Boredom

Boredom

Boredom is when a person feels as though there is nothing to do or interesting going on around them. Boredom can be a sign of depression or the person could simply find a subject uninteresting. "Boredom is just the reverse side of fascination: both depend on being outside rather than inside a situation, and one leads to the other."- Arthur Schopenhauer.

About Boredom

Boredom is an emotional state experienced when an individual is left without anything in particular to do, and is not interested in their surroundings. The first recorded use of the word boredom is in the novel Bleak House by Charles Dickens, written in 1852, in which it appears six times, although the expression to be a bore had been used in the sense of to be tiresome or dull since 1768. The French term for boredom, ennui, is sometimes used in English as well. Boredom has been defined by C. D. Fisher in terms of its central psychological processes: _an unpleasant, transient affective state in which the individual feels a pervasive lack of interest in and difficulty concentrating on the current activity._ M. R. Leary and others describe boredom as _an affective experience associated with cognitive attentional processes. In positive psychology, boredom is described as a response to a moderate challenge for which the subject has more than enough skill. There are three types of boredom, all of which involve problems of engagement of attention. These include times when we are prevented from engaging in wanted activity, when we are forced to engage in unwanted activity, or when we are simply unable, for no apparent reason, to maintain engagement in any activity or spectacle.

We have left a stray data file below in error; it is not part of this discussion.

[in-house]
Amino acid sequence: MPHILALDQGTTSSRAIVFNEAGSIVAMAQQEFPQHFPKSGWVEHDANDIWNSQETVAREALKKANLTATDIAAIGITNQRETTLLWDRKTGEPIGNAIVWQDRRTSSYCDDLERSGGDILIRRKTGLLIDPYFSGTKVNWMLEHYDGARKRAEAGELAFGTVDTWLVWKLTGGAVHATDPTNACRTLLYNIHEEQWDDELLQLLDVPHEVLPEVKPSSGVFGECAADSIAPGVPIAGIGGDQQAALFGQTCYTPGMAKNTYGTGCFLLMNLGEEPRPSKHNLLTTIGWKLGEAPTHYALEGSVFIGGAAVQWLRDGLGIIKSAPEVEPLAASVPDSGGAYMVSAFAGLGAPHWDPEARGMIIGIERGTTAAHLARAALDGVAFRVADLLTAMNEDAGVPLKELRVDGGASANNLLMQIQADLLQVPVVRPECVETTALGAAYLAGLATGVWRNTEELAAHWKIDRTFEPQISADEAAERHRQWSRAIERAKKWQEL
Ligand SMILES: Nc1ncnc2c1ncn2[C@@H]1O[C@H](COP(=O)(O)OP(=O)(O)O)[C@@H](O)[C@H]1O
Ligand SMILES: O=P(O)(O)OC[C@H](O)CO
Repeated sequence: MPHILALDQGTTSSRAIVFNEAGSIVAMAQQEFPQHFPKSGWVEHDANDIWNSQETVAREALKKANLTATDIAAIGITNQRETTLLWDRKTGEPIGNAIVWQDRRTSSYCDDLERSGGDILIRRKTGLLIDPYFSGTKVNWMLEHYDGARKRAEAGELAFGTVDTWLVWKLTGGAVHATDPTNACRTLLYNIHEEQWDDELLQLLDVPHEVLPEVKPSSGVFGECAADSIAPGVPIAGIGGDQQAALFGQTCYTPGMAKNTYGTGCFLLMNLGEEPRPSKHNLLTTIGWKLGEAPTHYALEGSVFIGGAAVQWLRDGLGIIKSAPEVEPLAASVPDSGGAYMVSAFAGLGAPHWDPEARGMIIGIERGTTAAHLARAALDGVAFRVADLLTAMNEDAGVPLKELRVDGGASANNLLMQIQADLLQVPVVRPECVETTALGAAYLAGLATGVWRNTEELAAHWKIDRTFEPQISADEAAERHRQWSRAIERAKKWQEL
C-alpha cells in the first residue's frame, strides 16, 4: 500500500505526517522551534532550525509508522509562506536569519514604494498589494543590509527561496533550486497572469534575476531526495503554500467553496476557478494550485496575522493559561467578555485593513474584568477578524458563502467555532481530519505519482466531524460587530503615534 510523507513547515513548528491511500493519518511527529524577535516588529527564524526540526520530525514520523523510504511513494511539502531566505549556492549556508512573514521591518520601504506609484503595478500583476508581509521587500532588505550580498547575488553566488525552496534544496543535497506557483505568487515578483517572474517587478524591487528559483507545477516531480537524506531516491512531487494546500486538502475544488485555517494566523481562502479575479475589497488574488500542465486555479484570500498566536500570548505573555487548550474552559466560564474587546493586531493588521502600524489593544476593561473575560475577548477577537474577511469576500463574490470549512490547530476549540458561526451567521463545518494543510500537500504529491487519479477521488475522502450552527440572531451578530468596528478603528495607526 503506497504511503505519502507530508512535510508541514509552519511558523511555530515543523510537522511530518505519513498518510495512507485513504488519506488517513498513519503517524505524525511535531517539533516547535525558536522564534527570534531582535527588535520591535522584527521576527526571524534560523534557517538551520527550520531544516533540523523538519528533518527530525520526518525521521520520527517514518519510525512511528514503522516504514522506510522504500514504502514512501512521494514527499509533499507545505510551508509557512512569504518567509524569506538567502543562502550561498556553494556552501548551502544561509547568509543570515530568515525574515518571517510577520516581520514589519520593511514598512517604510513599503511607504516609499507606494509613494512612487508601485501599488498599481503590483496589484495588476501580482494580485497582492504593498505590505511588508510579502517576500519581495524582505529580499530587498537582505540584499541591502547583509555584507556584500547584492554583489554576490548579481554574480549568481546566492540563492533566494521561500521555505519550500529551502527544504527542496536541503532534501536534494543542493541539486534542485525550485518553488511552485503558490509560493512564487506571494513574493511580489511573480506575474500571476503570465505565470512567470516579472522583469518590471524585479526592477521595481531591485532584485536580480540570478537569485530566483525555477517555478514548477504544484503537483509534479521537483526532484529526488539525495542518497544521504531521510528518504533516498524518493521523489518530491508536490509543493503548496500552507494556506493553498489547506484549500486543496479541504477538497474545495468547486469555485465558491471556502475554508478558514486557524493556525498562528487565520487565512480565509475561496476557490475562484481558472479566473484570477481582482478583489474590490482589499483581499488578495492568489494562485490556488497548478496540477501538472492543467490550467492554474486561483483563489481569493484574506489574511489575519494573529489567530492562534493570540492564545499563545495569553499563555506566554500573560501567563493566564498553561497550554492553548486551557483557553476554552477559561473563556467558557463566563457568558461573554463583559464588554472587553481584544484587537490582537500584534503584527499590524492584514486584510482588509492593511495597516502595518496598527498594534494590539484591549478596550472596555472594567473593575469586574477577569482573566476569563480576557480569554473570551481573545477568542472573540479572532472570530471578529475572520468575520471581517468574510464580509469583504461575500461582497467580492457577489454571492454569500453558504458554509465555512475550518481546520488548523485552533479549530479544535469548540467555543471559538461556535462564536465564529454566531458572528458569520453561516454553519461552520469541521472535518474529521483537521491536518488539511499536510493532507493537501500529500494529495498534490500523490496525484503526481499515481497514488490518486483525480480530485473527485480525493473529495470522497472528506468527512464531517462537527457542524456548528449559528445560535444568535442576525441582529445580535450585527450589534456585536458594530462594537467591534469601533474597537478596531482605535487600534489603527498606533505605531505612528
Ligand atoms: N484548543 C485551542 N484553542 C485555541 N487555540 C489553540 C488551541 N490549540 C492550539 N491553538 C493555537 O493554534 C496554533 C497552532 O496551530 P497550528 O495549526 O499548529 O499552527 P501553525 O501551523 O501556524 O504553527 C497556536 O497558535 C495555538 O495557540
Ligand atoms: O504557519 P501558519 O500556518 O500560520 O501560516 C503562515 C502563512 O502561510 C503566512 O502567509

Contributions by Mr. Billion, Tawkerbot2, and 203.10.121.82.